Dr. Fred Iglesia will be missed

Dr. Fred Iglesia, my constant and caring friend, passed away on Sunday, August 8, 2021. His family, faith community, former co-workers, and students will, in the coming days, weeks, and months, memorialize him, and we will collectively share in the ebbs and flows of bereavement.  

I wanted to share my experience and friendship with Fred. I met him at St. Peter’s AME Church in Minneapolis where he was a guest speaker and delivered a clear and concise message of reconciliation to God. 

After the service, I shared with him that I just moved from Calgary, Alberta, for a career opportunity and he immediately grafted me to his Christ-centered life through ‘intentional engagement.’ Fred and I connected on many levels: We both had an off-beat sense of humor, were of Caribbean ancestry, Trekkers (not Trekkie’s), and music aficionados (he was always surprised someone of my age was versed with the back catalog of José Feliciano, Paul Simon, and Neil Diamond).  

Fred was there at the high, mid, and low points of my life, from officiating at my wedding and navigating fatherhood, to supporting his once upbeat friend when I fell into a depression when I lost my father to cancer.

Fred operated on a heart and soul level, which, for anyone who has spent an extended time in Minnesota as a transplant from Illinois and warm Puerto Rican cultural heritage, meant an emotional jolt every time an open-hearted gesture towards someone is not welcomed or reciprocated.  Fred navigated Minnesota, I believe, as a forever outsider with “a heart of sunshine in the cold.”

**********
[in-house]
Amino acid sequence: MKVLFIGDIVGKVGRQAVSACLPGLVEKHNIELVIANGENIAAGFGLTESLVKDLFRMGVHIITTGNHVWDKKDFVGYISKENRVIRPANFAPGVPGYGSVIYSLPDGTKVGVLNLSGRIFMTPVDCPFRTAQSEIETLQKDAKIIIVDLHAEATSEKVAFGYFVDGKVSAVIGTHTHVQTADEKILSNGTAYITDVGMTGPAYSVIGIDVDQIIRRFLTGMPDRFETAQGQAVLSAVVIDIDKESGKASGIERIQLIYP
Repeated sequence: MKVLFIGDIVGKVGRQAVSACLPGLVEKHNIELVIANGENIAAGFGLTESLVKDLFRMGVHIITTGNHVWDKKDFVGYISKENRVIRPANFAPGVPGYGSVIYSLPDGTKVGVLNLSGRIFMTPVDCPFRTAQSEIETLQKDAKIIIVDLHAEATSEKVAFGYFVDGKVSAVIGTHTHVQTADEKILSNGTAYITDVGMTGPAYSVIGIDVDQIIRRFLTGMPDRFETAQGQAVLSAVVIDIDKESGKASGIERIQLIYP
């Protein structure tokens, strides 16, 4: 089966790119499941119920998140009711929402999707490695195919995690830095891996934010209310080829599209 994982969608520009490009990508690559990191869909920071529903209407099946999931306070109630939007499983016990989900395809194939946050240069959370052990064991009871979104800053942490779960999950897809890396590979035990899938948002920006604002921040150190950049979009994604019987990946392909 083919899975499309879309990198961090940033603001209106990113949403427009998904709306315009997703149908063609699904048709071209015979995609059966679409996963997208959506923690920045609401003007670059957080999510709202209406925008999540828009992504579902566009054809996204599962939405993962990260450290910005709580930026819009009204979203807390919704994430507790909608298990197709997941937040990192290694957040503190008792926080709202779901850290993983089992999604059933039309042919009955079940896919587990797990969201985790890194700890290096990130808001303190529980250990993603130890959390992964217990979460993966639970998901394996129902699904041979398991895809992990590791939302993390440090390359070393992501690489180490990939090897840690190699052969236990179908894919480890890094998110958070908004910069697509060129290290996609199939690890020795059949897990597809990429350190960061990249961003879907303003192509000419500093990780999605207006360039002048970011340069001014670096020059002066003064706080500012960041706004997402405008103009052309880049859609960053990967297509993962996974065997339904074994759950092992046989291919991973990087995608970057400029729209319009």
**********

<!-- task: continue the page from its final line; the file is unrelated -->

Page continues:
The soul-to-soul tapestry that he carefully interwove with various denominations and outreach programs throughout the Twin Cities over the years, found my dear friend in high demand for his subject matter expertise during these last 16 months, even within the constraints of limited time and lack of ancillary support. Outside of the church, it was his work in the “streets” that fascinated me. Fred appealed to the discouraged, dejected, disheartened and even those too disappointed to be disappointed.

 I recall one Friday morning over a coffee at a café, Fred saw a young East African man who was pale and inebriated. He was compelled to leave our conversation and buy the young man breakfast and provide him with on-the-spot counseling relating to his fraught relationship with his spouse.

Rev. Dr. Fred Iglesia was a man of prophetic action. He was one of the few people that would hear the call or plight of others and go above and beyond to support.

Fred, in my observation, was perfectly designed for the time and his untimely death has left me unsettled, not just for his wife, grandson, and daughters, but also for the leadership void it created in a community in need of reconciliation and spiritual upliftment.  

His role as a spiritual leader to realign, reframe, add clarity, uncover subtexts to see in-between, above and below, in a sin-sick world, was unparalleled. He will be forever missed.

Hanif Barnwell is a resident of Minneapolis.

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